The City of Indianapolis’ 212 plug-in electric vehicles leased from Vision Fleet have saved the city more than 90,000 gallons of gasoline since they were deployed in early 2014, according to new data from Vision Fleet.
Vision Fleet released year-end metrics on the performance of the Indianapolis municipal electric vehicle (EV) fleet that became embrolied in city politics after the city partnered with the lessor in February of 2014.
The city’s EVs have driven more than 2.1 million miles, 770,000 of which were electric miles, as of mid-December. Those electric miles have saved the equivalent of removing 160 gas-powered cars from the road. The deployment of EVs made it possible for IMPD to redeploy 50 pursuit-rated vehicles for public safety pursuit duties, according to Vision Fleet.
The update also addresses various concerns previously bought up. The city’s renegotiated contract provides additional savings and gives departments more authority over the types of vehicles they get, according to Vision Fleet. The company has nearly completed, at its own expense, home inspections of all EV fleet drivers to ensure electrical systems are capable of charging the vehicles. The company reports that drivers surveyed are happy with the EV fleet, and there are plans to order new vehicles in January.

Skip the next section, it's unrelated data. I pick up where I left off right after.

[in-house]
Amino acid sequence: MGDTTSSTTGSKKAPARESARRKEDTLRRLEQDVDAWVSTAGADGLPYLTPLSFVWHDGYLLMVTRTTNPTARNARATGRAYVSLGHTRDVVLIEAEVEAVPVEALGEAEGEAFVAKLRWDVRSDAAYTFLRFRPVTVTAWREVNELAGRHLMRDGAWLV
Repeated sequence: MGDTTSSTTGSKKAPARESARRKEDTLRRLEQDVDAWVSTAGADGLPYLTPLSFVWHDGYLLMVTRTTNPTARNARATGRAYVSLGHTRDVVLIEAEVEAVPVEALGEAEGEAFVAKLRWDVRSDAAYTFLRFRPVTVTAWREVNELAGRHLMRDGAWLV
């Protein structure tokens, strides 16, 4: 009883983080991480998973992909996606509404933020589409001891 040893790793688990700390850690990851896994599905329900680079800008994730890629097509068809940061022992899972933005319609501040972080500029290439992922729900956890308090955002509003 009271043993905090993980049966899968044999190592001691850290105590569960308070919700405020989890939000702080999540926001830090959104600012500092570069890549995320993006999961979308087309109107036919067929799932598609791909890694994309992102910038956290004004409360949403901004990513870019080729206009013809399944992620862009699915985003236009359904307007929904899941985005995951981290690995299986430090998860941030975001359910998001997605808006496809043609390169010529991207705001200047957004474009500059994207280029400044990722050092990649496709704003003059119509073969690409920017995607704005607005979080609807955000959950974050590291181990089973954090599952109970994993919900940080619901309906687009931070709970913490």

The program is similar to a lease and makes the transition to EVs easier. Vision Fleet has identified hundreds of additional use cases for EVs within the city’s fleet of nearly 4,000 vehicles.
"Nearly two years after this program started, we're thrilled by the results that we've been able to achieve for the fleet and Indianapolis citizens," said Michael Brylawski, Vision Fleet's chief executive.
The city can realize even more efficiencies as it increases car-sharing and charging opportunities, which are available to the City under a publicly renegotiated contract approved by the Board of Public Works last month, the company said.
"In 2013, the Department of Public Safety's fleet efficiency team recommended transitioning most of its more than 1,000 non-pursuit vehicles to hybrid or plug-in electric vehicles," Brylawski said. "We're not there yet, but we're well on our way."